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Thread: Petzval type portrait lenses for 4x5 and 8x10

  1. #1

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    Nov 2011
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    Petzval type portrait lenses for 4x5 and 8x10

    I have been seeing images shot with these lenses for quite some time (apparently my whole life, if I really think about it) but have never owned any. I thought that they were only used for older, alternative process work, such as wet plate.

    But I now would like to explore using one or two on my 4x5 and 8x10 cameras. I have only used Rodenstock or Schneider lenses so far, all mounted in Copal shutters. I have no idea how to even get started with this. I ran a couple of searches, but I'm starting to feel a bit overwhelmed.

    How do you even mount these? Can they be put into a copal shutter?

    Any advice for a total newb would be greatly appreciated.

  2. #2
    Name: ______William Booth
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    Re: Petzval type portrait lenses for 4x5 and 8x10

    Don't worry! There's a lot of advice coming.

    Quote Originally Posted by mcherry View Post
    I have been seeing images shot with these lenses for quite some time (apparently my whole life, if I really think about it) but have never owned any. I thought that they were only used for older, alternative process work, such as wet plate.
    They are often used for alternative process work, such as wet plate, for both the distinctive look of their images and the fact that they meet the speed requirements of slow emulsions, but they can just as easily be used for film. I am slowly moving toward shooting plates, but for the time being, I am doing all of my work with one of these lenses on film.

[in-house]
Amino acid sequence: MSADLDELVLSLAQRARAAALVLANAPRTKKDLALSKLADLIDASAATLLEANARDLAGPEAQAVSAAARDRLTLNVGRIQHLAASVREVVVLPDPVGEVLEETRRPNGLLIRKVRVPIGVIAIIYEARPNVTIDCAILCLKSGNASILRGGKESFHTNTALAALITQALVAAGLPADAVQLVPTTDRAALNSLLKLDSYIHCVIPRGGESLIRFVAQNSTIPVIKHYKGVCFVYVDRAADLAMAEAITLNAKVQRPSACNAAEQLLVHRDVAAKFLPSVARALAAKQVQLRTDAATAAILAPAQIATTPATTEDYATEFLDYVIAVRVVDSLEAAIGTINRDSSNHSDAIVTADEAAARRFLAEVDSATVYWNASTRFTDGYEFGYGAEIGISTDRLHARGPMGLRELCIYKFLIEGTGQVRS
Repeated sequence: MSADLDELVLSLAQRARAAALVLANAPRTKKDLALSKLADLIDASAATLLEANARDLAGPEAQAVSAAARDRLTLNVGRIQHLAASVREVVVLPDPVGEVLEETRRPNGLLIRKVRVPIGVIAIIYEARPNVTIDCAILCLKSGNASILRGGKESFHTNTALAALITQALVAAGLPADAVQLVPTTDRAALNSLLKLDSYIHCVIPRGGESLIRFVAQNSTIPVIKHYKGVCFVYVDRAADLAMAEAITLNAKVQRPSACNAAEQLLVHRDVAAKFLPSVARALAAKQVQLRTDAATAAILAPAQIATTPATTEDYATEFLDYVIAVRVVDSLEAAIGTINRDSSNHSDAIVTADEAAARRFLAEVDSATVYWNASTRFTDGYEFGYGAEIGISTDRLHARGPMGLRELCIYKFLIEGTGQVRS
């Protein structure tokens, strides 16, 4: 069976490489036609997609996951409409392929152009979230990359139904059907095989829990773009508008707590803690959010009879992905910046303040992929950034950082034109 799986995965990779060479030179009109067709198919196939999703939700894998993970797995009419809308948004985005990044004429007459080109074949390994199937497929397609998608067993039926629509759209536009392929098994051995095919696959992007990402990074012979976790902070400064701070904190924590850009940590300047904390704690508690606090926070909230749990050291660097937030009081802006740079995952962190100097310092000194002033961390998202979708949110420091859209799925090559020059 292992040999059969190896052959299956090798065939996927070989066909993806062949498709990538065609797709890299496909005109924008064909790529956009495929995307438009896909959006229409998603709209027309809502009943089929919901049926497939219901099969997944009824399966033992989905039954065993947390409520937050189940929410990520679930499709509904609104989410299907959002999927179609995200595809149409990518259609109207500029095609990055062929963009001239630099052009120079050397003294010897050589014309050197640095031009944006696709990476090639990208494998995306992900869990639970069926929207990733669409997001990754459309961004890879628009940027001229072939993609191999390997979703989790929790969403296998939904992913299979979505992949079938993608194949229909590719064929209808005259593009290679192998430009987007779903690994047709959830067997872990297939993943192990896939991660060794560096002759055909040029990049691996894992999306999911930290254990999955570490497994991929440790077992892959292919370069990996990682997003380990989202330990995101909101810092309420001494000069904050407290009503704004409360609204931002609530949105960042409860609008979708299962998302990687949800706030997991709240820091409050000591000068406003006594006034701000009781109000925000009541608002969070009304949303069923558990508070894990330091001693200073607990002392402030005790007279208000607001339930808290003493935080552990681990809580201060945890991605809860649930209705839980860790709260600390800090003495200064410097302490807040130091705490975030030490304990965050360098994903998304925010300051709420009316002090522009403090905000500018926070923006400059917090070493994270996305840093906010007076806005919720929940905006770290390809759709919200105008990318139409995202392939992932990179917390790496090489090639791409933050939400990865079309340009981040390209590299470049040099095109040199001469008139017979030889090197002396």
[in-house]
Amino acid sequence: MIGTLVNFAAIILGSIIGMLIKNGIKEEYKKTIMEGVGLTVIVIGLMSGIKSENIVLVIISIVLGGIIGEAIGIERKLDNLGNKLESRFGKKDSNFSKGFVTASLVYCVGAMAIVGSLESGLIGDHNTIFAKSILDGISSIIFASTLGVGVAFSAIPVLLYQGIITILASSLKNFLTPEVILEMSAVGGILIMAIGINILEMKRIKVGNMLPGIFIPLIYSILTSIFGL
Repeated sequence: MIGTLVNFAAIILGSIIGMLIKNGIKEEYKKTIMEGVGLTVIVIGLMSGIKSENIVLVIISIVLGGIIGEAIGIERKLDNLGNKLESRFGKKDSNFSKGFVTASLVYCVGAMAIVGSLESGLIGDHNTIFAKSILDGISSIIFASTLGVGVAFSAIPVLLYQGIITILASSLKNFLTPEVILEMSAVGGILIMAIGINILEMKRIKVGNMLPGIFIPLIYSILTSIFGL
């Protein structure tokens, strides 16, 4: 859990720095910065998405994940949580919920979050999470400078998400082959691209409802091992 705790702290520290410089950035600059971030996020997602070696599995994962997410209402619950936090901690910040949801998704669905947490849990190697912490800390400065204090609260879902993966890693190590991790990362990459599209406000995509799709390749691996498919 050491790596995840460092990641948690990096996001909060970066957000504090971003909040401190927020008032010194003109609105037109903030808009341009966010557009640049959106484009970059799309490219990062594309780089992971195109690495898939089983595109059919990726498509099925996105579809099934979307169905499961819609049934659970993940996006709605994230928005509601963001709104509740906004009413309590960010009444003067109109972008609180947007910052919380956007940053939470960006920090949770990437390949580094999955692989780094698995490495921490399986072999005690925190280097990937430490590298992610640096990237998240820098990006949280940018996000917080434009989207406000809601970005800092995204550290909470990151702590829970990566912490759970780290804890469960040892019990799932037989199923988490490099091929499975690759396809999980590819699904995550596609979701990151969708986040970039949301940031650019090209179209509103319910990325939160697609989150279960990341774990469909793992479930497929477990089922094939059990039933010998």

Quote Originally Posted by mcherry View Post
    How do you even mount these? Can they be put into a copal shutter?
    The Petzvals for 4x5 can potentially be put into a shutter (depending on the diameter of the lens elements) by a machinist who specializes in photographic work (like S.K. Grimes), but for the most part, you have to use them with a Packard shutter, guillotine shutter, or just use a hat/darkslide to regulate the exposure. They can easily be mounted onto any lens board if they come with a "mounting flange" as seen in this picture:



    Generally, if you've got wooden lens boards, you screw the flange onto the lens and then mount the flange/lens to the board by drilling pilot holes into the lens board and putting screws into the holes on the flange. If you've got a metal lensboard or anything thin enough, you can also screw the flange onto the back side of the board. I did that for my Crown Graphic that took the metal Pacemaker boards.

    Good luck! There's a lot more information coming, so I didn't really know where to start.

  3. #3

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    Re: Petzval type portrait lenses for 4x5 and 8x10

    Couple of more things - not all petzval lenses are the same regarding their look/appearance. On any given petzval, the amount of "swirleys" will vary from one lens to another. Also, the farther away from the center of your image, the more out of focus/swirley it could/will get. What that means however, is that if you use a larger focal length petzval on your 4 x 5, all the "good stuff" may be off the outside of the image (hope that makes sense). It's probably easier to find petzval lenses to fit your 8 x 10 than your 4 x 5, but the smaller petzval lenses our out there.